The Secrets Behind Eric Johnson's Guitar Tone on "Cliffs of Dover"

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(Image: © Clayton Call/Redferns/Getty Images)

Before the release of Ah Via Musicom in 1990, Eric Johnson had a small but dedicated cult following that discovered him via his club performances in his hometown of Austin, Texas, his appearance on the PBS showcase Austin City Limits, his 1986 Guitar Player magazine cover story on his debut album Tones or bootleg live cassettes that were circulated by guitar fans. Ah Via Musicom catapulted Johnson to guitar-hero stardom, achieving certified Gold and Platinum sales. A crucial element of the album’s success was the instrumental track “Cliffs of Dover,” which combined an infectious, lilting Celtic-inspired melody that appealed to general music fans with dazzling, blazing runs and a sweet, violin-like tone that impressed fans of technical guitar playing.

Throughout most of Johnson’s career, he has used a sophisticated rig that consists of three different amp and effects setups for clean rhythm, dirty rhythm and lead tones. For “Cliffs of Dover,” he used his lead setup exclusively, which is dialed in to provide a sweet, sustaining tone with a smooth, non-percussive attack resembling the sound of a bowed violin. This studio rig was relatively simple, mainly employing a Maestro EP-3 Echoplex, Paul C.’s/Chandler Tube Driver and a 100-watt Marshall half stack. Johnson used two different guitars in the studio while recording the song: an early-Sixties Gibson ES-335 for most of the song and a 1954 Stratocaster used for 25 seconds of the intro (before the rhythm section joins in) and for the first 10 seconds of the solo starting around 2:45.

Several details are crucial for generating Johnson’s violin-like tone, including turning the amp’s presence and treble controls all the way down, using a Y-cable to access both channels turned all the way up and dialing in the Tube Driver (still made today by B.K. Butler and highly recommended) so its gain provides smooth compression without overly distorted sizzle. Johnson’s “bounce” picking technique, where he brushes upstrokes on the strings instead of plucking them, is also a key element of his smooth, violin-like tone that minimizes the percussive attack. Placing the Echoplex in the signal chain between the guitar and the Tube Driver causes the delay/echo effects to only be prominent on more sparse and percussive parts and “duck” or sound more like reverb when playing faster and more aggressive lines.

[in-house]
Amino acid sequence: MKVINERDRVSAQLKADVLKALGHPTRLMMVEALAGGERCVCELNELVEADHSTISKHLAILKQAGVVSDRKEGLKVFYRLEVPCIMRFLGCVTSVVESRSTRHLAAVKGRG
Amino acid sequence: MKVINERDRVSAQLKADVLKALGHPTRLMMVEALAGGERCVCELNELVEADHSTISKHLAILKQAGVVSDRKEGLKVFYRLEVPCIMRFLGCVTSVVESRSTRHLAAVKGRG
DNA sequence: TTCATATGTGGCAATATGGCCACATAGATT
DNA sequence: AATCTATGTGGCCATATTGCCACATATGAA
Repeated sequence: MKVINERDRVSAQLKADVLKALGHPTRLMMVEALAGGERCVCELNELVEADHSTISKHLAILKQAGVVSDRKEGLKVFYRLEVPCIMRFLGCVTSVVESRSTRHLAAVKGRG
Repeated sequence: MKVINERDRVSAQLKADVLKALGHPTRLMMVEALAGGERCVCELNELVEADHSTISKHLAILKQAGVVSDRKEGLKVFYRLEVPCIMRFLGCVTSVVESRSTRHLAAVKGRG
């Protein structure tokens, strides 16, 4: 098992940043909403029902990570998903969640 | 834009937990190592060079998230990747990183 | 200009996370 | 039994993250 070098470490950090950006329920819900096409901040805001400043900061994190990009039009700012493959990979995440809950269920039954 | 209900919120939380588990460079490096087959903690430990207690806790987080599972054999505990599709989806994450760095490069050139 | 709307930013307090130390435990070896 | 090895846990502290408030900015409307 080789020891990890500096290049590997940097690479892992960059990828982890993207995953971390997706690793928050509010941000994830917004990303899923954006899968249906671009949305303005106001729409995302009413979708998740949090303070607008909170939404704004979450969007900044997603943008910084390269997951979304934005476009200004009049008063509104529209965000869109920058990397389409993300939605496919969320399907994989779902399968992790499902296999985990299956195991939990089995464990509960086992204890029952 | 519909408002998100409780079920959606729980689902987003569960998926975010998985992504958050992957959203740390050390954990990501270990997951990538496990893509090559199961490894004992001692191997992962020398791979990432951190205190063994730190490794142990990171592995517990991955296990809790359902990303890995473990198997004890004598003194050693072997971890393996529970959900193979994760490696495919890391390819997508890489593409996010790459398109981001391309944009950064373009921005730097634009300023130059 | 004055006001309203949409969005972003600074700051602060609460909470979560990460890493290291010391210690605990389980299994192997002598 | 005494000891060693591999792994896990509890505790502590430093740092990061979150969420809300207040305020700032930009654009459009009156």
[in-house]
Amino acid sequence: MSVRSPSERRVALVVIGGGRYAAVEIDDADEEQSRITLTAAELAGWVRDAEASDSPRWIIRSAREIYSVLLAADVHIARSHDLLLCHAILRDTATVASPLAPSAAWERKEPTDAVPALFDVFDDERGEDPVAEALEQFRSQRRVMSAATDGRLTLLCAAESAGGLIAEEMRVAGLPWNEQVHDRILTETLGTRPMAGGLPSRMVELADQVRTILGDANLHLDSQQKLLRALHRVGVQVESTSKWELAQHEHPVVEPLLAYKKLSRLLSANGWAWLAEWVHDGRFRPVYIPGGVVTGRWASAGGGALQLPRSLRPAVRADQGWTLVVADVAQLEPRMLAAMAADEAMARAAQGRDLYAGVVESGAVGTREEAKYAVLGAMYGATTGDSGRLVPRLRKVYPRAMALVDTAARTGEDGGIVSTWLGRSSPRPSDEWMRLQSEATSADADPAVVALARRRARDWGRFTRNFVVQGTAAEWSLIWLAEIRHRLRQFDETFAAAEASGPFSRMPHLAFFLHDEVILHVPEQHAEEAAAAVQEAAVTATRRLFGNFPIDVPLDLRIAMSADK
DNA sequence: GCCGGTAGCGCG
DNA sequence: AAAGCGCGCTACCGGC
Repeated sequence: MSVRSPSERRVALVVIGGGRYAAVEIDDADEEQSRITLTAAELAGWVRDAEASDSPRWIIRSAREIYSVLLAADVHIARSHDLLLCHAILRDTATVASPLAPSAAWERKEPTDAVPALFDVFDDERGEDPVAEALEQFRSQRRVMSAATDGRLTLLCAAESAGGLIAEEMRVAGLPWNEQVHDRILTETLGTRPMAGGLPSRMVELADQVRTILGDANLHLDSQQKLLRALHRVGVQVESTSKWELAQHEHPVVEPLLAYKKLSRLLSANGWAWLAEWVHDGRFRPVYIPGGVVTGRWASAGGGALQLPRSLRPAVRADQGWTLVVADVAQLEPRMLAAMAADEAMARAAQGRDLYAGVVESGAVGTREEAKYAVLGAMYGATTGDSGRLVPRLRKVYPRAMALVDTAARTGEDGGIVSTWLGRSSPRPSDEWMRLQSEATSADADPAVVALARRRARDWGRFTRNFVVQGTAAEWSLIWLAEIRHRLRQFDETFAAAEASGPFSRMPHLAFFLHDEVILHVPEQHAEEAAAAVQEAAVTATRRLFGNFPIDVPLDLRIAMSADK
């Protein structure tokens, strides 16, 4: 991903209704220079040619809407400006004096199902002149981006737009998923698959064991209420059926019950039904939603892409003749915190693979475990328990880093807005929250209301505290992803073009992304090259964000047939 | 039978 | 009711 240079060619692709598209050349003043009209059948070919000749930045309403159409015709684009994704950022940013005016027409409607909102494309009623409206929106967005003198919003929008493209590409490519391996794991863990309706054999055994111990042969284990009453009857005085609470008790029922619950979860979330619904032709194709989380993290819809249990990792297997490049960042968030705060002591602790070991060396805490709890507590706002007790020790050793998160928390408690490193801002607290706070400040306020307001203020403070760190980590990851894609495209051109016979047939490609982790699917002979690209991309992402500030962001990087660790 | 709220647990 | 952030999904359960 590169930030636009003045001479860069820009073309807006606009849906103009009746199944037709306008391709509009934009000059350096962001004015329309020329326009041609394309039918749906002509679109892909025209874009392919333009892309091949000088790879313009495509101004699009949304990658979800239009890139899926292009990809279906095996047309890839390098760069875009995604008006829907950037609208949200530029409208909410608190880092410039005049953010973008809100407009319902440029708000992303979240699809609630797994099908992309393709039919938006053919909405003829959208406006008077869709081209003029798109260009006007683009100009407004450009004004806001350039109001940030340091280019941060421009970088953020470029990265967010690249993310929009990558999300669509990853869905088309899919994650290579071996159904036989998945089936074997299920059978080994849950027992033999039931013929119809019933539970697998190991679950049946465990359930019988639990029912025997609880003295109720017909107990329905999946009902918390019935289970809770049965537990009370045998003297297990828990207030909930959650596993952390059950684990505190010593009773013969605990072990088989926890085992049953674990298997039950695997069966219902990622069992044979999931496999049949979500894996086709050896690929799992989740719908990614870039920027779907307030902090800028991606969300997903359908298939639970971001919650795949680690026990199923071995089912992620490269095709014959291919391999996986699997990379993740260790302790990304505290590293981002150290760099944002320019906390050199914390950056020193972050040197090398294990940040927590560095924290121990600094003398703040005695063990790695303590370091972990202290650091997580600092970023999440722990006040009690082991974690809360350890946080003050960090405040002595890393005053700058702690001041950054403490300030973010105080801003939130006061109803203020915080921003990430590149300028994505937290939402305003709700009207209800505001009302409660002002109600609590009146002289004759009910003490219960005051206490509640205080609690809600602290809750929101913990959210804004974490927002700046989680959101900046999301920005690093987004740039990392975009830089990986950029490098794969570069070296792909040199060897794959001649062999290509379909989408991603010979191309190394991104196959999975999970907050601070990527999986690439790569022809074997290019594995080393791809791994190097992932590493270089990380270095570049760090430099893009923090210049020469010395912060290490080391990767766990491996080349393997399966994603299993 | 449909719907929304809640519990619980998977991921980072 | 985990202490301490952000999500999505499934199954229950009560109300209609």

GET THE SOUND, CHEAP!

Epiphone Limited Edition ES-335 PRO Marshall Origin20C 20-watt 1x10 combo Dunlop Echoplex Delay TC Electronic Tube Pilot overdrive

(Image: © Clayton Call/Redferns/Getty Images)

TONE TIP: Start with the Marshall’s Tilt control at “5” to simulate using both Marshall channels at once, and dial to the left if you desire more warmth. If you can afford it, adding a Dunlop Echoplex Preamp will get you even closer to Johnson’s violin-like warmth and sustain.

ORIGINAL GEAR

GUITAR: 1963 Gibson ES-335 (bridge pickup setting), volume: 10, tone: 8; 1954 Fender Stratocaster with DiMarzio HS-2 bridge pickup (bridge pickup setting), volume: 10, bridge/middle tone: 7 (Note: Johnson’s Strat wiring was modified with a tone control connected to the bridge and middle pickups instead of only the middle pickup)

AMP: 1969 Marshall Model 1959 Super Lead 100-watt head (Presence: 0, Bass: 4, Middle: 2.5, Treble: 0, Volume I: 10, Volume II: 10; Y-cable connected to top input jacks on channels I and II), Marshall 4x12 wired at 8 ohms loaded with 8-ohm Celestion G12-80 speakers

EFFECTS: Maestro Echoplex EP-3 (Echo setting, Sustain: 3, Volume: 1.5, Delay: 24 on a scale of 0-35); Paul C.’s/Chandler Tube Driver (Output Level: 3.5, Hi EQ: 0, Lo EQ: 0, Tube Drive: 4)

STRINGS/TUNING: GHS Nickel Rockers .010, .013, .017, .026, .036, .046/standard

PICK: Dunlop Jazz III red